Cut & Paste

Hosted by Willis Ryder Arnold and Nancy Fowler, Cut & Paste arts and culture podcast features the personal stories of St. Louis' visual and performing artists, and intelligent but playful discussion of what's at stake in their work.  

The show is sponsored by SPACE Architecture + Design

Ways to Connect

Elizabeth Vega is on the front porch of Art House in this February 6, 2017 photo, talking about a child's chalk drawing on the bricks.
Nancy Fowler | St. Louis Public Radio

St. Louis artist and activist Elizabeth Vega spends a lot of time in her home.

It’s a place in north St. Louis known as Art House, that she bought in 2015. There, she provides space for sign-making and other activities related to protest actions. She also works with local children to create kites, collages and other art to help them process their feelings. Recently, she spent five days and nights at Art House without leaving. An ankle monitoring device kept her tethered to her home.

This file photo of the painting "Exasperation" by local artist Fabio Rodriguez depicts people in his home of the Domincan Republic desperate for essentials like food and water. It was cut from an art exhibition for being potentially disturbing.
Provided | Fabio Rodriguez

St. Louis-area artist Fabio Rodriguez was devastated when a very personal piece of his work was removed from an exhibition. But did that action rise to the level of censorship?

Members of St. Louis' Improv Shop -- Tyler Crandall, Andrew Langerak, Erinne Haberl, Daniel Westheimer, Asia Thomas, Sue Koppel -- perform on stage in this file photo.
Provided | Improv Shop

We’ve all had that dream. You know, the one where you’re naked on stage and the audience is laughing.

For an improv performer, that’s no nightmare; that’s life. OK, they're wearing clothes but they're emotionally naked, working without a script, responding off the cuff to random cues from the audience and their co-performers.

From Radar Home by Amy Reidel, an illustration by Fox Smith and a file photo of poet Treasure Shields Redmond
Provided and file photos

The art of activism weaved its way more deeply into the St. Louis arts scene in 2016.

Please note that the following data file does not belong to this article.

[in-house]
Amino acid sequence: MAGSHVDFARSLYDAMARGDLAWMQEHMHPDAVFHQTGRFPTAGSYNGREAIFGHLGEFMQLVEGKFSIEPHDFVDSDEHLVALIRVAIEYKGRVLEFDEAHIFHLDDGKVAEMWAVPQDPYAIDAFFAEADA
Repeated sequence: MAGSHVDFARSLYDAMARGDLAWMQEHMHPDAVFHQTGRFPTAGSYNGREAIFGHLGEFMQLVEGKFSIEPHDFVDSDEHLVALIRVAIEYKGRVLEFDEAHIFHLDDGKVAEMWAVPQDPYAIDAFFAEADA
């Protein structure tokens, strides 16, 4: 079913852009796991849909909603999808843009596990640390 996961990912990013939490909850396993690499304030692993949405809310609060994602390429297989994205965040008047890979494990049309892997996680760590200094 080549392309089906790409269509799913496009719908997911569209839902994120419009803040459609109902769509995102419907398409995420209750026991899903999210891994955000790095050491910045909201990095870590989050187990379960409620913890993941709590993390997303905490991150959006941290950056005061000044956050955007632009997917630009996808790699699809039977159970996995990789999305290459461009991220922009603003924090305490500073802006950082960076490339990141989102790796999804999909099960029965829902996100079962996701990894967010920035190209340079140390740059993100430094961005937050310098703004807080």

In this year’s Cut & Paste arts and culture podcasts, we brought you conversations with performers, poets and visual video artists, inspired personal experiences and cultural issues.

St. Louis Youth Poet Laureate Bisa Adero and official Poet Laureate Michael Castro met each other awards ceremony on Oct. 14, 2016 at UrbArts.
Vincent Lang

Two official St. Louis poets don’t always agree on what’s appropriate but they do concur on at least one thing: If you want change, you've got to work for it. For this pair, words are the tools.

Father-daughter beatboxers Nicole Paris and Ed Cage have fun posing for this photo on November 5, 2016.
Carolina Hidalgo | St. Louis Public Radio

Millions have marveled at the beatboxing contests between father-daughter duo Ed Cage and Nicole Paris. They’ve battled it out in numerous YouTube videos and TV appearances including “The Late Late Show” and “Steve Harvey Show.”

But did you know they live in St. Louis? And that their beatboxing (percussion sounds produced mainly by mouth)  is more often collaborative than competitive?

10-27-2016: This detail from Edo Rosenblith's mural, "Supper Club," in the Techartista co-working building. shows the artist within his work.
Nancy Fowler | St. Louis Public Radio

You can almost hear the silverware clatter, the glasses clink and the generations clash as Thanksgiving approaches.

St. Louis artist Edo Rosenblith aims to capture the conviviality and chaos of the family dinner table — during holidays or not — in wall-sized mural, “Supper Club.” The 10-by-24 piece towers over work tables at the TechArtista co-working space in the Central West End (see image of full mural, below).

A selection from Amy Reidel's "Radar Home: 11.8.13"
Willis Ryder Arnold

We’ve all been touched by cancer, through someone we love or admire, or even our own. Nearly 40 percent of us will be diagnosed with the disease in our lifetime.